Cooler Master Eisberg 240L Prestige Review

Up Close: Radiator and Tubing.

Cooler Master Eisberg 240L Prestige Review

 

Up Close:  Radiator and Tubing

At just 280mm long the radiator is quite compact, having a small end tank at the port end and a slight bulge at the distal end.  The Radiator shroud like the pump/contact plate housing is finished in Satin Black which is nicely counterpointed by the high gloss black tubing and anti kink coils.

Cooler Master Eisberg 240L Prestige Review     Cooler Master Eisberg 240L Prestige Review

 

As well as looking the part the tubing is also highly flexible regardless of the anti kink coils.  The only other connection to consider is the 3pin fan type power lead which is hard wired into the pump housing.  This can either be connected to a motherboard header, directly to a 12v supply as we do for our testing, or if you wish to slow things down a bit via the speed reducer that comes included. 

Cooler Master Eisberg 240L Prestige Review     Cooler Master Eisberg 240L Prestige Review

 

The general level of finish is quite high, as we've come to expect from Cooler Master.  The Radiator was clean and blemish free with no bent fins or channels.  As with the pump the narrow bore tubing is attached via matte black knurled finish compression fittings which blend perfectly with the shading of the other hardware.

Cooler Master Eisberg 240L Prestige Review     Cooler Master Eisberg 240L Prestige Review  

 

At 30mm thick the 240L radiator should fit into the roof of most cases where a roof mounted rad is an option, not forgetting to factor in the 25mm needed for fans should they need to be mounted inboard.  the 15mm spacing of the fans is also something of an industry standard now for 120mm fan based radiators, but there are a still a few exceptions out there. 

Cooler Master Eisberg 240L Prestige Review     Cooler Master Eisberg 240L Prestige Review

 

The Radiator and pump are connected by a generous 330mm of tubing with the power and reducer cables being 250mm and 230mm respectively

Cooler Master Eisberg 240L Prestige Review     Cooler Master Eisberg 240L Prestige Review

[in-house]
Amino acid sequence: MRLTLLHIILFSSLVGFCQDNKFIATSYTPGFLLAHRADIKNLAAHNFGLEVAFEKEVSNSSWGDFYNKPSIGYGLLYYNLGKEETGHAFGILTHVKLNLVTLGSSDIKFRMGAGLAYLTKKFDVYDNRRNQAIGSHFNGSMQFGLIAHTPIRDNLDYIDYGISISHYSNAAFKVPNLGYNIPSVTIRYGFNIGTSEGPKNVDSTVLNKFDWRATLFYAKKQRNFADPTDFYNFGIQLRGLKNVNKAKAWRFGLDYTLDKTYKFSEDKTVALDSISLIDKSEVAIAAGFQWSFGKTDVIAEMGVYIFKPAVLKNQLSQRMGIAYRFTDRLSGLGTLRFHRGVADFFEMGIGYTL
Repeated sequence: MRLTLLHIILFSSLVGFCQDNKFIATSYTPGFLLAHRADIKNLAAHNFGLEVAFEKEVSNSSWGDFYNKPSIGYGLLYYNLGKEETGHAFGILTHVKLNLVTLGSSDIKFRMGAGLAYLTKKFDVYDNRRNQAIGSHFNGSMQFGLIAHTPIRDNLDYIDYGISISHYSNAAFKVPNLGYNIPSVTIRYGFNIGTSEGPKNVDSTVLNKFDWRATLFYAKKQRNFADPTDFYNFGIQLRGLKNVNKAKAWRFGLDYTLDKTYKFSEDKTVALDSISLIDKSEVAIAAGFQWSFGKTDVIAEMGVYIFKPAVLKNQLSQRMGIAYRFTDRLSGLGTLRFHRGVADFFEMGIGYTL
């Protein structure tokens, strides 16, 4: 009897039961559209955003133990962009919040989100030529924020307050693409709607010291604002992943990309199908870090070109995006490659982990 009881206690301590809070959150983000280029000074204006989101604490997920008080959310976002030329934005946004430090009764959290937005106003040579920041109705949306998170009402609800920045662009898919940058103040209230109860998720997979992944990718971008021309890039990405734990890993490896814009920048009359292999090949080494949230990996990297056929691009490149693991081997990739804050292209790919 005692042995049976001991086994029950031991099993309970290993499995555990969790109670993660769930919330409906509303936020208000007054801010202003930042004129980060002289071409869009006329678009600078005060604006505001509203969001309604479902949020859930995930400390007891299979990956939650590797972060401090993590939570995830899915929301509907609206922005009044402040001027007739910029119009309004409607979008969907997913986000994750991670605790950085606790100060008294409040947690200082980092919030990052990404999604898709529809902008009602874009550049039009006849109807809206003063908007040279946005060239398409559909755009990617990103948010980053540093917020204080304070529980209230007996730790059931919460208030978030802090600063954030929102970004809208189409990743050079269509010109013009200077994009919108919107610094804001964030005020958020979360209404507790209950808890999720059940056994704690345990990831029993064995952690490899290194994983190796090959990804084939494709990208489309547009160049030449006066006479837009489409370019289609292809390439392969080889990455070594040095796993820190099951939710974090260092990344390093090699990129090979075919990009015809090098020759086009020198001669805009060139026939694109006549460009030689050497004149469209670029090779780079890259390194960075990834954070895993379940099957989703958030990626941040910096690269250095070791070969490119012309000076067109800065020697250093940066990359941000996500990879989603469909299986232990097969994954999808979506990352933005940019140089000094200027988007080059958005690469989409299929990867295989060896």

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Most Recent Comments

30-09-2013, 05:49:35

tinytomlogan
http://www.overclock3d.net/gfx/artic...073825886l.jpg

Having reviewed the 120L back in June it's now time to take a look at the big brother, the 240L Prestige.

Continue Reading

30-09-2013, 07:03:20

barnsley
I'd expect a noisy pump with the cheaper seidon series, not with their upmarket eisberg coolers, good job coolermaster :/.

-edit-
If my seidon 120m is anything to go by, the seidon 240m would be a much better buy than this.

30-09-2013, 07:49:43

Excalabur50
Wow so glad I'm running a H100i after reading that

30-09-2013, 17:03:52

R0Y
I highly doubt if anybody who can afford a high-end system with a 3960X will be opting for a AIO at all, if extreme OC is the intention.

I think a mainstream 4670K or 4770K system might be a more reasonable test system for a AIO like this.

Also, some of the graphs aren't right. eg: H100i max and balanced @4GHz/1.25v

01-10-2013, 06:47:44

G-Dubs
Quote:
Originally Posted by R0Y View Post
I highly doubt if anybody who can afford a high-end system with a 3960X will be opting for a AIO at all, if extreme OC is the intention.

I think a mainstream 4670K or 4770K system might be a more reasonable test system for a AIO like this.

Also, some of the graphs aren't right. eg: H100i max and balanced @4GHz/1.25v
We run the tests on the 3960X because it's a "hot" chip, the idea being that if a cooler can cope with its thermal characteristics when Overclocked then it is most definitely going to be able to cope with other CPUs.

Secondly, to compare the performance of one cooler against another it's essential that all the tests are run under the same conditions and with the same hardware. Imagine if we ran GPU tests using different hardware and different test set ups and benchmarks etc. there'd be no continuity and as such no comparisons could be made which would render the whole thing pointless.

Having explained the reasons for two of your points, i'm going to let you go away and work out for yourself why the H100i results are as they are.

01-10-2013, 13:52:13

R0Y
Quote:
Originally Posted by G-Dubs View Post
We run the tests on the 3960X because it's a "hot" chip, the idea being that if a cooler can cope with its thermal characteristics when Overclocked then it is most definitely going to be able to cope with other CPUs.

Secondly, to compare the performance of one cooler against another it's essential that all the tests are run under the same conditions and with the same hardware. Imagine if we ran GPU tests using different hardware and different test set ups and benchmarks etc. there'd be no continuity and as such no comparisons could be made which would render the whole thing pointless.

Having explained the reasons for two of your points, i'm going to let you go away and work out for yourself why the H100i results are as they are.
Thanks for the reply. I understand the need for consistency. I was only suggesting that it would be nicer to see the hot-enough Haswell 4670K/4770K chips being used for the tests, since that would allow the majority of users (the ones who are actually likely to buy the cooler for their chips) to know the ACTUAL temps they can expect at their locations.

I still don't understand how "balanced" can be cooler than "max".

01-10-2013, 16:13:26

tinytomlogan
Short of testing everything on multiple sockets its not going to happen with 1150. We have used 2011 since it first come out and thats why there is so much info in the graphs.

Saying "use 1150 so people know" is also a bit off because there are too many variables

01-10-2013, 16:35:10

R0Y
Aah well. Thanks anyway.
Reply
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